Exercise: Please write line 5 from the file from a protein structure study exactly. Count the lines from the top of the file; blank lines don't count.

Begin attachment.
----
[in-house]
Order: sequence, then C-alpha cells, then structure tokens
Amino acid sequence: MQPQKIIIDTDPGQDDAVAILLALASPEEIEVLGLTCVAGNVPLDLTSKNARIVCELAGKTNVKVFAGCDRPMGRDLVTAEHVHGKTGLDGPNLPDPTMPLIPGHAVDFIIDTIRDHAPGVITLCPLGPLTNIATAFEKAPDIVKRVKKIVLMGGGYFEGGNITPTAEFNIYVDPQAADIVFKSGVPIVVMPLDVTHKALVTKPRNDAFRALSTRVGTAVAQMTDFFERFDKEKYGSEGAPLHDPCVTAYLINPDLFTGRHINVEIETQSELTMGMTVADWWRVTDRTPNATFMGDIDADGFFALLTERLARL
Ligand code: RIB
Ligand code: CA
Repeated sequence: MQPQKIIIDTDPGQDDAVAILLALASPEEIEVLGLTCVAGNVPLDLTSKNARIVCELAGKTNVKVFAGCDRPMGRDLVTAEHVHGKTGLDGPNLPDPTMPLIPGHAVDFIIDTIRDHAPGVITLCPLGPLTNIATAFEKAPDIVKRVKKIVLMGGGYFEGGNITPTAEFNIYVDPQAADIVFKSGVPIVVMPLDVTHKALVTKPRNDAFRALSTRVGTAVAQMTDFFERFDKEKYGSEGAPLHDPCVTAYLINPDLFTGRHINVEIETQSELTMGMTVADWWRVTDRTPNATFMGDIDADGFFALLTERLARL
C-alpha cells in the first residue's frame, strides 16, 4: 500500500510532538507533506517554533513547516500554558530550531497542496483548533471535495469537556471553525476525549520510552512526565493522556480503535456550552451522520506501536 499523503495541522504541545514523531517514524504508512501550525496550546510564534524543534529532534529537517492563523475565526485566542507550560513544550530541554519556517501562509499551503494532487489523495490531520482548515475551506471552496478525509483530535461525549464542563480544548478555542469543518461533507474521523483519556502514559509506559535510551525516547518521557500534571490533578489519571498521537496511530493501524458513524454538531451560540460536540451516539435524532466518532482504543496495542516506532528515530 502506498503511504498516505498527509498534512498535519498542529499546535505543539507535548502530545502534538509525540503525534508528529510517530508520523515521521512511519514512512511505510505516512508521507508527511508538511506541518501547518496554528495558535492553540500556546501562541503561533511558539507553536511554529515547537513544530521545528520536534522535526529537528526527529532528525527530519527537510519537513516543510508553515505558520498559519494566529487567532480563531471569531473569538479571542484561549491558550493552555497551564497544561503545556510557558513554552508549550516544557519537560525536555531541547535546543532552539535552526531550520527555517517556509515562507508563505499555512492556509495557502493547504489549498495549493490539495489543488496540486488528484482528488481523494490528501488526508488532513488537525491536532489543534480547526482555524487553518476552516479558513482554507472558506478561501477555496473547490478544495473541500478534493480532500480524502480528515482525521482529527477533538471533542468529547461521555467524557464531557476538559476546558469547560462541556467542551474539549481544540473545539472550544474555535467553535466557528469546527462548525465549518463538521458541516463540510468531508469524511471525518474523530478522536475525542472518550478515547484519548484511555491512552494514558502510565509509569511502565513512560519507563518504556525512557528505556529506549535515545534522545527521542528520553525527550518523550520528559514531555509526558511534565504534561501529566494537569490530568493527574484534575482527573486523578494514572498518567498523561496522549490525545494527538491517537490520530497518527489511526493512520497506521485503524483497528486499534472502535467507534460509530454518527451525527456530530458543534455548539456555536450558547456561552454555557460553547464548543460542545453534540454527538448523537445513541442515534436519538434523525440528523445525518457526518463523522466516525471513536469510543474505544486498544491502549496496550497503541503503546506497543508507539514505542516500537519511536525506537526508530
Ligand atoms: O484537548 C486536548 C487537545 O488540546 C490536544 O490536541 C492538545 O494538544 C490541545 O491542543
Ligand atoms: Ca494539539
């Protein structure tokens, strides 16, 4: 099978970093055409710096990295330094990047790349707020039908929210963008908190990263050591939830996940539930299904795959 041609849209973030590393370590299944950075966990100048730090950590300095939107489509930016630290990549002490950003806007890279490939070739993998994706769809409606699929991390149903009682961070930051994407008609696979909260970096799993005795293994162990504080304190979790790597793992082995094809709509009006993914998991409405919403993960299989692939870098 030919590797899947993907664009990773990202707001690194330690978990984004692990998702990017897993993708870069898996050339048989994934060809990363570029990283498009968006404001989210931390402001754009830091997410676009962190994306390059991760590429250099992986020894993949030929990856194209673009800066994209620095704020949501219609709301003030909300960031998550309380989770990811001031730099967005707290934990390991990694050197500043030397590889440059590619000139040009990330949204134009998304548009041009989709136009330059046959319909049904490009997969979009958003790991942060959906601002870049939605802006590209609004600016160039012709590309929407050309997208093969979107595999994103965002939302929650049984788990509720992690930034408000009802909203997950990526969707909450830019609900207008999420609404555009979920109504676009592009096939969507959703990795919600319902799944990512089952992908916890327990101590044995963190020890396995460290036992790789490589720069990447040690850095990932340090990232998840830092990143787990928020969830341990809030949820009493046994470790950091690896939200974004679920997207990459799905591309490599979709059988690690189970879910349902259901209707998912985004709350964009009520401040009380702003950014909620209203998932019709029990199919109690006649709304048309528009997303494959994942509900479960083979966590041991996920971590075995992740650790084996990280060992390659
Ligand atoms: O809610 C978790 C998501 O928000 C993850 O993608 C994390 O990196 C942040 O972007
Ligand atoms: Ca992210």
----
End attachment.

Ligand code: CA